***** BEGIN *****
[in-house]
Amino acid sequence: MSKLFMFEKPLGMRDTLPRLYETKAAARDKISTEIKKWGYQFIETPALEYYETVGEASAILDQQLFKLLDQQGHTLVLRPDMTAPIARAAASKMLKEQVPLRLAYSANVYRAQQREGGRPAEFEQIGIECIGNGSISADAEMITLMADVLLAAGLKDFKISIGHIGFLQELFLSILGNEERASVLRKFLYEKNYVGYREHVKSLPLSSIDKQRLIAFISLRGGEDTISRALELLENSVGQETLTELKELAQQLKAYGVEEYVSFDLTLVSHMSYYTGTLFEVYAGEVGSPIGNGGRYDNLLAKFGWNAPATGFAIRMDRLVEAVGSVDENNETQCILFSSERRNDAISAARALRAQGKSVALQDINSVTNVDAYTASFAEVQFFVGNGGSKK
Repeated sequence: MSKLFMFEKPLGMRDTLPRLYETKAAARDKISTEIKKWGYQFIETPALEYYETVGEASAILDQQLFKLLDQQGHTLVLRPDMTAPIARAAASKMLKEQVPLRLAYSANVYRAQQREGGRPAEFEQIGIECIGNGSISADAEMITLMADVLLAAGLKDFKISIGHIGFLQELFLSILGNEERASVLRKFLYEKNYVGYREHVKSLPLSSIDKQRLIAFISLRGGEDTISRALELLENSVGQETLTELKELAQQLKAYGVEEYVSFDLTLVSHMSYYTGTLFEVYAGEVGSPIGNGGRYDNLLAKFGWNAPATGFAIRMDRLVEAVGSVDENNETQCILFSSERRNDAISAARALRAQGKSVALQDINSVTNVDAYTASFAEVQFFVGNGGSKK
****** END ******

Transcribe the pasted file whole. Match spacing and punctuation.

[in-house]
Amino acid sequence: MSKLFMFEKPLGMRDTLPRLYETKAAARDKISTEIKKWGYQFIETPALEYYETVGEASAILDQQLFKLLDQQGHTLVLRPDMTAPIARAAASKMLKEQVPLRLAYSANVYRAQQREGGRPAEFEQIGIECIGNGSISADAEMITLMADVLLAAGLKDFKISIGHIGFLQELFLSILGNEERASVLRKFLYEKNYVGYREHVKSLPLSSIDKQRLIAFISLRGGEDTISRALELLENSVGQETLTELKELAQQLKAYGVEEYVSFDLTLVSHMSYYTGTLFEVYAGEVGSPIGNGGRYDNLLAKFGWNAPATGFAIRMDRLVEAVGSVDENNETQCILFSSERRNDAISAARALRAQGKSVALQDINSVTNVDAYTASFAEVQFFVGNGGSKK
Repeated sequence: MSKLFMFEKPLGMRDTLPRLYETKAAARDKISTEIKKWGYQFIETPALEYYETVGEASAILDQQLFKLLDQQGHTLVLRPDMTAPIARAAASKMLKEQVPLRLAYSANVYRAQQREGGRPAEFEQIGIECIGNGSISADAEMITLMADVLLAAGLKDFKISIGHIGFLQELFLSILGNEERASVLRKFLYEKNYVGYREHVKSLPLSSIDKQRLIAFISLRGGEDTISRALELLENSVGQETLTELKELAQQLKAYGVEEYVSFDLTLVSHMSYYTGTLFEVYAGEVGSPIGNGGRYDNLLAKFGWNAPATGFAIRMDRLVEAVGSVDENNETQCILFSSERRNDAISAARALRAQGKSVALQDINSVTNVDAYTASFAEVQFFVGNGGSKK